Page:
A total of six public buses to Don Khong (30,000K) leave from Pakse’s Southern Bus Station daily, stopping at Ban Hat Xai Khoun to cross the Mekong by boat. Much faster are the minibuses operated by tour companies in Pakse (60,000K) and Champasak (50,000K), but look out for the pirogue drivers who meet buses at the riverbank; plenty of travellers have handed them all-inclusive bus and boat tickets, only to be told they have to pay an extra 10,000K for the crossing once they reach Muang Khong.
In Muang Khong you’ll find the island’s only post office, just south of the bridge across the creek, and further south, near the colonial mansion, a small Agricultural Promotion Bank where you can exchange money. Internet and telephone services are offered by a handful of guesthouses along the main drag. Several of the guesthouses and shops here offer bicycles for rent; Pon’s River Guesthouse also rents out motorbikes.
Most of the island’s accommodation is concentrated in Muang Khong. Over in Muang Sen there are only a few guesthouses, including Say Khong (40,500–80,000K), directly above the ferry landing, with spacious doubles and triples with fans and a balcony; and Muong Sene Guest House (40,000K and under), situated a little further east, on the road to Muang Khong – but Muang Khong has much better eating options. All the below are in Muang Khong.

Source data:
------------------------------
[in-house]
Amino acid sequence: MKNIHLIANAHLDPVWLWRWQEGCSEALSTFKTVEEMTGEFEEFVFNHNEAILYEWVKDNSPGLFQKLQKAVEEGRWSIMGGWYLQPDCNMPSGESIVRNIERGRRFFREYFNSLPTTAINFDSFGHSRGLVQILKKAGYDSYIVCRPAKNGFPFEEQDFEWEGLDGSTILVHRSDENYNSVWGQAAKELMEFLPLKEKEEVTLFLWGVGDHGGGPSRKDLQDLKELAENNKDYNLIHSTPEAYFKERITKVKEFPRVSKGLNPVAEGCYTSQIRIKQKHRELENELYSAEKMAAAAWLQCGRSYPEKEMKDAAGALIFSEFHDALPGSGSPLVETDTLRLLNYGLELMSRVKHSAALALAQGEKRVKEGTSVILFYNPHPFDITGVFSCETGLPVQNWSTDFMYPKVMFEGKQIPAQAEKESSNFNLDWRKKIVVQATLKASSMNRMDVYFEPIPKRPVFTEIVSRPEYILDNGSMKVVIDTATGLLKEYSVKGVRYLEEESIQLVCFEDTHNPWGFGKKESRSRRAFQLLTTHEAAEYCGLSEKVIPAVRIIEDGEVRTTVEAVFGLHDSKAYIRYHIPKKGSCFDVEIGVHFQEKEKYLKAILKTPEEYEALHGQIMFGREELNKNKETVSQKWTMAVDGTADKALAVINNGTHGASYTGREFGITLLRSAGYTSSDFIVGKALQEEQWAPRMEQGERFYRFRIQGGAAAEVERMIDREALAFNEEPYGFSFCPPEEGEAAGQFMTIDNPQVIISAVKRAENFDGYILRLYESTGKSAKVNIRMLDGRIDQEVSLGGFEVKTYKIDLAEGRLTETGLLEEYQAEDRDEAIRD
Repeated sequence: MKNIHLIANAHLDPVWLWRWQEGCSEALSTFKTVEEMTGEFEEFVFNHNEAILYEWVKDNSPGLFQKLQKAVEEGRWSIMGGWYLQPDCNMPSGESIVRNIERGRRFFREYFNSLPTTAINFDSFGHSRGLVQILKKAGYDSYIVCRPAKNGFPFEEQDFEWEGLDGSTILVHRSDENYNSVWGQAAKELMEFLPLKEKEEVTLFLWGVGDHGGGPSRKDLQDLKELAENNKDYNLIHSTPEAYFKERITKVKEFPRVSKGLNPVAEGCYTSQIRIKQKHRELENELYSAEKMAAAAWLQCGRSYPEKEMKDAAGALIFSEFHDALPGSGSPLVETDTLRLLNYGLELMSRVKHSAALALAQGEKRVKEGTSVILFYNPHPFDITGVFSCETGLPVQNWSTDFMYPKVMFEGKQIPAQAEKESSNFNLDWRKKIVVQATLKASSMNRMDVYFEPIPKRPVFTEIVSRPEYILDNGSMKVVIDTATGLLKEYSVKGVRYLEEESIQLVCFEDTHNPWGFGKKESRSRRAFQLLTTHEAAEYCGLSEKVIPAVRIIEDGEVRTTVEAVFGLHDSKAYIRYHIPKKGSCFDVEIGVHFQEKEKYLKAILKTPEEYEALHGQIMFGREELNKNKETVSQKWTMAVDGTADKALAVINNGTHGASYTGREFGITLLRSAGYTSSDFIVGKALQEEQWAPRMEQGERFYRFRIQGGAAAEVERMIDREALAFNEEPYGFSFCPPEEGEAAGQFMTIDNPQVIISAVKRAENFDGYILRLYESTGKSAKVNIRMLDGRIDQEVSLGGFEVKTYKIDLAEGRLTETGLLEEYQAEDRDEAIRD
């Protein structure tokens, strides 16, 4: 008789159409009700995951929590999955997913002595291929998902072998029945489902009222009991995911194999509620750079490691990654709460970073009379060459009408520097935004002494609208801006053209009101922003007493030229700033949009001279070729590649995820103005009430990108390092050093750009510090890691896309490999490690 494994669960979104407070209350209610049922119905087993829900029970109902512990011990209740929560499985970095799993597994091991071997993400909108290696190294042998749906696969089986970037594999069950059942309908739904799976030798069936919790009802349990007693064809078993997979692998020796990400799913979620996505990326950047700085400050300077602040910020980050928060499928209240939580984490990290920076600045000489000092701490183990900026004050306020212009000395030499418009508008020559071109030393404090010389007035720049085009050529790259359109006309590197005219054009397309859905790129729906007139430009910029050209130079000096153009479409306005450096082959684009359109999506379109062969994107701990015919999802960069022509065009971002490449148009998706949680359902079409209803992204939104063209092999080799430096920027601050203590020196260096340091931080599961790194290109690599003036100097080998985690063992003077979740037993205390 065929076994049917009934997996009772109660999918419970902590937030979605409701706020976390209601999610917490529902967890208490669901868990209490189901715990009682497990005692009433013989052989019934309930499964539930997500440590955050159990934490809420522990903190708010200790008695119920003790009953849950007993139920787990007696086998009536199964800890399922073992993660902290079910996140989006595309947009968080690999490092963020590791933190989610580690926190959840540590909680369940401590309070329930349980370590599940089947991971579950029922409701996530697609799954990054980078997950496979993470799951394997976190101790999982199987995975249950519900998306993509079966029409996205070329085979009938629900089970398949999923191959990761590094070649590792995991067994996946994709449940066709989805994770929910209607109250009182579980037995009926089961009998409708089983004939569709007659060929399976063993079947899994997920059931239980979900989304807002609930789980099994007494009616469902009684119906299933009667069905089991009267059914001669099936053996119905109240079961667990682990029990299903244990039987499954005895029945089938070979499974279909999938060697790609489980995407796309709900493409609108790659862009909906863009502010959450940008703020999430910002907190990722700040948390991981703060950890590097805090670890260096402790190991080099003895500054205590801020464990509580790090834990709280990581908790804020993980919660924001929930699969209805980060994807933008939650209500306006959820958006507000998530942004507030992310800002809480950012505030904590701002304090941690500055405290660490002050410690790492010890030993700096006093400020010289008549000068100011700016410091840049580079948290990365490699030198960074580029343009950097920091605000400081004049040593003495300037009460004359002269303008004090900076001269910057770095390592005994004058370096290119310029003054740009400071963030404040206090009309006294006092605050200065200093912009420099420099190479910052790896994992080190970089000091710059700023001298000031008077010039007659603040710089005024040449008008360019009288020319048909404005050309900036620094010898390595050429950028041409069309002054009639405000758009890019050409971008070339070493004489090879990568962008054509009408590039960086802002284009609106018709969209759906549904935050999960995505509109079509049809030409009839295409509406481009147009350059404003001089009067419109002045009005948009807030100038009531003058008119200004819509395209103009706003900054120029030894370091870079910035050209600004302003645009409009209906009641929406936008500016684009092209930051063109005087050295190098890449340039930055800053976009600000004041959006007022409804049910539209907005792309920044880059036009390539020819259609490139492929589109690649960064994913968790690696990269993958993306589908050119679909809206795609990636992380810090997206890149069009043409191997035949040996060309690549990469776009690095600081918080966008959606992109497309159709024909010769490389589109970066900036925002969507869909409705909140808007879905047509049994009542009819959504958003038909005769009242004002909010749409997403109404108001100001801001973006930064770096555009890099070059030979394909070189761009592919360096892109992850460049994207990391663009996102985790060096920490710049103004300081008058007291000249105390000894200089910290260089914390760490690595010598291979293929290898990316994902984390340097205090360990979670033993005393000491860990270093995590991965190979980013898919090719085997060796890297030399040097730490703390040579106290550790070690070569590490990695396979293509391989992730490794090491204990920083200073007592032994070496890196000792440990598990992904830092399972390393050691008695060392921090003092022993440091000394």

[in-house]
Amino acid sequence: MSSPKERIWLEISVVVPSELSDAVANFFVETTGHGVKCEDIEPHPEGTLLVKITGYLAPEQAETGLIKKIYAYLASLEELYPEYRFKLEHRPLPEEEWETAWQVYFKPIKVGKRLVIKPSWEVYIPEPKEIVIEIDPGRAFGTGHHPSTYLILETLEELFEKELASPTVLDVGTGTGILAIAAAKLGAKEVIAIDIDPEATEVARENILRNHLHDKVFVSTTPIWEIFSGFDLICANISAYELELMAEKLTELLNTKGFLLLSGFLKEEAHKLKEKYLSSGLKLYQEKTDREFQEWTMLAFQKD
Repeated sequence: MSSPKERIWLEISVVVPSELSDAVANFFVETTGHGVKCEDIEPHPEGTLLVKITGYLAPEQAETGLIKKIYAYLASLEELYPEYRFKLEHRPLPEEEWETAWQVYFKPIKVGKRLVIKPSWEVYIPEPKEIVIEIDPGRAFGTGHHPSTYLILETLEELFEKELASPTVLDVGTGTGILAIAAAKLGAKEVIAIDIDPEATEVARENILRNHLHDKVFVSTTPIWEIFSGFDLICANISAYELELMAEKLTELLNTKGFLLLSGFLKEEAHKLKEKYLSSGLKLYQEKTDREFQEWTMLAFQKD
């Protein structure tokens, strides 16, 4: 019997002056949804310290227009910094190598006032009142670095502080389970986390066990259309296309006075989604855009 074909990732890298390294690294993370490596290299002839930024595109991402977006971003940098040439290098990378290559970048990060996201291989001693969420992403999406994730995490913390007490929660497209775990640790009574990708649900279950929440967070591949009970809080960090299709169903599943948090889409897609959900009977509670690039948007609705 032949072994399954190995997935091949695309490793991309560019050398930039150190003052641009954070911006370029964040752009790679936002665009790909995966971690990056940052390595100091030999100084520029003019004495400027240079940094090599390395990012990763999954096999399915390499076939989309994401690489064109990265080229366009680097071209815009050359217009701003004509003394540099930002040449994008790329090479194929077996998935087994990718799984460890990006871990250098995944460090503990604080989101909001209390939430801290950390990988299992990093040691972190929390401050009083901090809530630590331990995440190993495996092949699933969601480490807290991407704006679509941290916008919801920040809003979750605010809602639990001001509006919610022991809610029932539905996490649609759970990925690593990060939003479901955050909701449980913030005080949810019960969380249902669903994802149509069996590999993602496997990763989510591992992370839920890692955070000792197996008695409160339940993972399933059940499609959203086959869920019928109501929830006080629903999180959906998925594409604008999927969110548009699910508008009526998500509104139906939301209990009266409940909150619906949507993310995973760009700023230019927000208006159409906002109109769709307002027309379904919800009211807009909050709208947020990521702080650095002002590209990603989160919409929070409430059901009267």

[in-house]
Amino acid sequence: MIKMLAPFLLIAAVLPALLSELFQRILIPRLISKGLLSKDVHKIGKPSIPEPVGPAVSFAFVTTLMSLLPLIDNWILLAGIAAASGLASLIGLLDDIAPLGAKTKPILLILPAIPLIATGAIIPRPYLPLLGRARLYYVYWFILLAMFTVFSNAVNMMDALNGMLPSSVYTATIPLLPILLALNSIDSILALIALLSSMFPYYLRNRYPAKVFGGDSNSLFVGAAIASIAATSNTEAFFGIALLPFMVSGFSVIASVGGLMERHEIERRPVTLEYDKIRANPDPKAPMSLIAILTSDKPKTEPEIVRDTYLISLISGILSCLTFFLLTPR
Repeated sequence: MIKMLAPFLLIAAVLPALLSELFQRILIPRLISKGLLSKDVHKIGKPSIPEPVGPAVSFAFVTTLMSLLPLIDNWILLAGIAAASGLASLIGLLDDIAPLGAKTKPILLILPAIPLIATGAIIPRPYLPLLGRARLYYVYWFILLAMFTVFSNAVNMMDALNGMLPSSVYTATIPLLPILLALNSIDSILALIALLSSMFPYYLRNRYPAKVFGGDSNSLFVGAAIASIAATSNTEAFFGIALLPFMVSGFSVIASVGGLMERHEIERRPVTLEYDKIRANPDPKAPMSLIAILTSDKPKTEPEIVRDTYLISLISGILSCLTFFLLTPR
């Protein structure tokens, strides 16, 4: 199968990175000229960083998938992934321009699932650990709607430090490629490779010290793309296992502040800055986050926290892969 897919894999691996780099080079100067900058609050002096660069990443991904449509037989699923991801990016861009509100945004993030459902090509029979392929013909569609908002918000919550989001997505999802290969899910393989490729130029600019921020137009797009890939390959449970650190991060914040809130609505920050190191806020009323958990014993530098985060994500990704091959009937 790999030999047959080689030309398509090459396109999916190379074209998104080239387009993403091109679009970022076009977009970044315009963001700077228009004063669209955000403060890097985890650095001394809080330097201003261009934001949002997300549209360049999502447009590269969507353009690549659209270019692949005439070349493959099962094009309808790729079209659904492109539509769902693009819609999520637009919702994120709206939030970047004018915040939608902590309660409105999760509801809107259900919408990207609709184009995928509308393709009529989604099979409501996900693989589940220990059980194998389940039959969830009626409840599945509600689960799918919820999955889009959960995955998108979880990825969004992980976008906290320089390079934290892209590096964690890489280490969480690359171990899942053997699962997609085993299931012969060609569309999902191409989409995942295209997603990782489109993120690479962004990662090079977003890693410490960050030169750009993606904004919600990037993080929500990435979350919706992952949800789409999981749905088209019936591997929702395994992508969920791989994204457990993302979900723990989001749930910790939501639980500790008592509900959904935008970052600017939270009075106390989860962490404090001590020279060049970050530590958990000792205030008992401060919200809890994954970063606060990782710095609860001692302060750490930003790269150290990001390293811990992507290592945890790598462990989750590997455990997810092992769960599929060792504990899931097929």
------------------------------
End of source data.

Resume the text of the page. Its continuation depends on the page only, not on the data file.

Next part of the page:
All of Don Khong’s guesthouses serve food, and, as you might expect, fish is the island’s staple. The islanders have dozens of recipes, all worthy of a place on your plate – from the traditional làp pa (a Lao-style salad of minced fish mixed with garlic, chillies, shallots and fish sauce) to fish steamed in coconut milk – but whatever you do, be sure to try the island speciality, mók pa. Steamed in banana leaves, this sublime fish dish has the consistency of custard and takes an hour to prepare.
For this and just about anything else, Pon’s River Guesthouse stands out as having the best restaurant in Muang Khong. If it’s Chinese food and a perfect river view you’re after, head for the restaurant at the Souksan, which stands on stilts above the Mekong. Done Khong Guesthouse, once the only place to eat in town, remains popular and its banana crepes are divine. Most restaurants and guesthouses rustle up tasty Western breakfasts.
The people of Si Phan Don are very proud of their lào-láo, which has gained a reputation nationally as one of the best rice whiskies in Laos. For those who haven’t taken a liking to Lao white lightning, you’re in luck: Muang Khong has devised a gentler blend known as the “Lao cocktail”, a mix of wild honey and lào-láo served over ice with a dash of lime.
The chances of getting on a public bus to Pakse are pretty slim, but if you want to chance your arm, cross the river by pirogue and wait for one to pass by on Route 13. An easier and more reliable option is to arrange a ride through Mr Pon’s Restaurant (2hr 30min; 70,000K) – boats leave the ferry landing near the restaurant at 11.30am each morning and the subsequent bus ride includes a drop-off at your hotel.